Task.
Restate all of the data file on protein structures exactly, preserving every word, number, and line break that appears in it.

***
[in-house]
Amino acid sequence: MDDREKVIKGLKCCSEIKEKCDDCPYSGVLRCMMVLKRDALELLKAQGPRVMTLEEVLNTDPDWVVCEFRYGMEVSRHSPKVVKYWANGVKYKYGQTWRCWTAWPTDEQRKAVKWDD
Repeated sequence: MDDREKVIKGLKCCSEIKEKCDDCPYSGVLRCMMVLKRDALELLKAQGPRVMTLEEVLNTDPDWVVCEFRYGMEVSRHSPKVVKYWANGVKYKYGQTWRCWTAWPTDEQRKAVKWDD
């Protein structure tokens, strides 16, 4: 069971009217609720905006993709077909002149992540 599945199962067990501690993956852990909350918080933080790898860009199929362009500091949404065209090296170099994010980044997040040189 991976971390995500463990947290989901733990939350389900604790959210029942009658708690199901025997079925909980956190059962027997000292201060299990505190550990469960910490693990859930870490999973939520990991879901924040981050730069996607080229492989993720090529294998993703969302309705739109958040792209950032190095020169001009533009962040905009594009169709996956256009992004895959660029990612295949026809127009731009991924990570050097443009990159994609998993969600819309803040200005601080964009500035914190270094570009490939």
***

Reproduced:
[in-house]
Amino acid sequence: MDDREKVIKGLKCCSEIKEKCDDCPYSGVLRCMMVLKRDALELLKAQGPRVMTLEEVLNTDPDWVVCEFRYGMEVSRHSPKVVKYWANGVKYKYGQTWRCWTAWPTDEQRKAVKWDD
Repeated sequence: MDDREKVIKGLKCCSEIKEKCDDCPYSGVLRCMMVLKRDALELLKAQGPRVMTLEEVLNTDPDWVVCEFRYGMEVSRHSPKVVKYWANGVKYKYGQTWRCWTAWPTDEQRKAVKWDD
């Protein structure tokens, strides 16, 4: 069971009217609720905006993709077909002149992540 599945199962067990501690993956852990909350918080933080790898860009199929362009500091949404065209090296170099994010980044997040040189 991976971390995500463990947290989901733990939350389900604790959210029942009658708690199901025997079925909980956190059962027997000292201060299990505190550990469960910490693990859930870490999973939520990991879901924040981050730069996607080229492989993720090529294998993703969302309705739109958040792209950032190095020169001009533009962040905009594009169709996956256009992004895959660029990612295949026809127009731009991924990570050097443009990159994609998993969600819309803040200005601080964009500035914190270094570009490939």